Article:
Paul Ryan, Chairman of the House Budget Committee, released his 2012 budget proposal earlier this week.
Ryan deserves credit for his proposal, if only because it actually addresses the main driver of our debt: entitlement spending. Before I give my thoughts on it, though, I’ll briefly summarize what his plan would do.
Ryan’s proposal would radically change Medicaid and Medicare.
Currently, the federal government matches Medicaid spending by states; this allows states to expand their Medicaid programs without paying for the full cost, and thus automatically expands federal Medicaid spending along with it. Ryan’s proposal would eliminate this; rather than match Medicaid spending by states, the federal government would instead provide a block grant to each state for their Medicaid program.
This would give the federal government greater control over their Medicaid subsidies, and would encourage states to control costs much more than they currently do.
For Medicare, Ryan’s proposal would provide each individual with what amounts to a voucher to purchase a private health insurance plan through a Medicare plan exchange, with lower-income individuals receiving a greater subsidy than higher-income individuals. The voucher—how much each individual on Medicare received for their health insurance costs—would rise with inflation each year. That’s incredibly low; for example, health care costs rose by about 6 percent in 2010, while inflation was about 2.3 percent. That’s good for the government, of course, as it means they will be spending less on Medicare and Medicaid, but bad for the individual—individuals will bear a greater share of health care costs than they currently do.
Ryan’s proposal also eliminates Obama’s health care reform, which expanded Medicaid coverage, added new subsidies for individuals, and used changes in Medicare to fund it. Ryan’s proposal would repeal ACA while retaining its Medicare changes, but does not replace it.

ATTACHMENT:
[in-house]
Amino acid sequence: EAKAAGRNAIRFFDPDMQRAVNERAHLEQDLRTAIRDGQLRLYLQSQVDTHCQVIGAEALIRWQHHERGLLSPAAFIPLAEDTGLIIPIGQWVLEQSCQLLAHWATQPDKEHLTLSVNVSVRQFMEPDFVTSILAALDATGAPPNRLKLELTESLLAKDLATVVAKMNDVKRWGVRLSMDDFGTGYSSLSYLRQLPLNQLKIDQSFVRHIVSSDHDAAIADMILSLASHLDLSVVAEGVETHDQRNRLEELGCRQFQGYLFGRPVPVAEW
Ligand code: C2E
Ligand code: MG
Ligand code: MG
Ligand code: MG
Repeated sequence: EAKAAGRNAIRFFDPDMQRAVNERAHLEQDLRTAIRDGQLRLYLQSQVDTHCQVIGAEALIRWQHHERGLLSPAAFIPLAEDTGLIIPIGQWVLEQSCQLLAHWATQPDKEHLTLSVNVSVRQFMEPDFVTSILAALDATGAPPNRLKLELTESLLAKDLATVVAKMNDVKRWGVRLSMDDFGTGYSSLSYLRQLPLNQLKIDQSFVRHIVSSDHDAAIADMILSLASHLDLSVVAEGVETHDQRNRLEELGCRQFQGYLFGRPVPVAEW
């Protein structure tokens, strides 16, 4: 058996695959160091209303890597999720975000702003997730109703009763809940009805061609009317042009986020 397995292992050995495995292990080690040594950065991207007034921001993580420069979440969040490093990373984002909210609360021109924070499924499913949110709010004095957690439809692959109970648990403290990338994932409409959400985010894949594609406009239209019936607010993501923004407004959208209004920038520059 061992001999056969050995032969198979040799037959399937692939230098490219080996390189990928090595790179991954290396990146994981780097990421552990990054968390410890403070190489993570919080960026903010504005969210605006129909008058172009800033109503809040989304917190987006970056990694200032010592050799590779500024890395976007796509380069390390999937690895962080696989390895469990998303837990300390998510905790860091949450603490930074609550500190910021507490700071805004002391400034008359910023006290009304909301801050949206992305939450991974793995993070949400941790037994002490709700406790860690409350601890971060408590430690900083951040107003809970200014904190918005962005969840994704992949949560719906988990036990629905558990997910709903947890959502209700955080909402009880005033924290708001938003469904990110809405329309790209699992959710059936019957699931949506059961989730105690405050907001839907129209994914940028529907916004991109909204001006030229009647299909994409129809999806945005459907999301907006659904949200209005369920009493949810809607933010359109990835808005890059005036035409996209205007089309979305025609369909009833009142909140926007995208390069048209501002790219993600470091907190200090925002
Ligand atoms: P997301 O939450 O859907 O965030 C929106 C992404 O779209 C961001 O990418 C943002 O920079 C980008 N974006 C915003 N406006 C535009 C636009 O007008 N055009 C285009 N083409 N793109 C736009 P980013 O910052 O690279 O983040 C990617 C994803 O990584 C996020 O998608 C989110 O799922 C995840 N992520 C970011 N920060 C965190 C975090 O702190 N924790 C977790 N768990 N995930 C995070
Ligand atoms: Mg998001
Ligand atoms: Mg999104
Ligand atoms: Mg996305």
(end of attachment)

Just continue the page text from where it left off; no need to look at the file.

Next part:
Ryan’s proposal would keep tax revenues between 18-19 percent of GDP, where it has been historically, but will consolidate tax brackets and drop the highest bracket to 25 percent from 35 percent (where it is today—if Bush’s tax cuts expire, it will increase to 39.6 percent). Moreover, the corporate tax rate will drop to 25 percent as well.
It’s scant on details on how precisely it will decrease rates while maintaining tax revenues at their historical rate, but it likely means eliminating current tax deductions like the mortgage interest deduction.
This is far from a comprehensive plan—it’s more of an outline than a plan. While his proposal makes positive changes to entitlements and the tax code, changes that should be made, it also fails to address issues that will have to be addressed. The proposal will control federal government entitlement spending, but it fails to address a central driver in rising entitlement spending: health care costs. Ryan has proposed in the past a way to help do this—eliminate the employer-provided health insurance deduction and provide individuals with a tax credit for health insurance, which would simultaneously eliminate a pressure for rising health care costs and encourage individuals to control their own spending—but it’s absent from this proposal.
This proposal will not be passed and should not be passed. What it should serve to do, however, is show that entitlement spending cannot continue on its current path and that we must find a way to responsibly reduce it. Ryan’s proposal, if anything, forces serious entitlement reform to be a central point of discussion, which Democrats have fastidiously refused to address.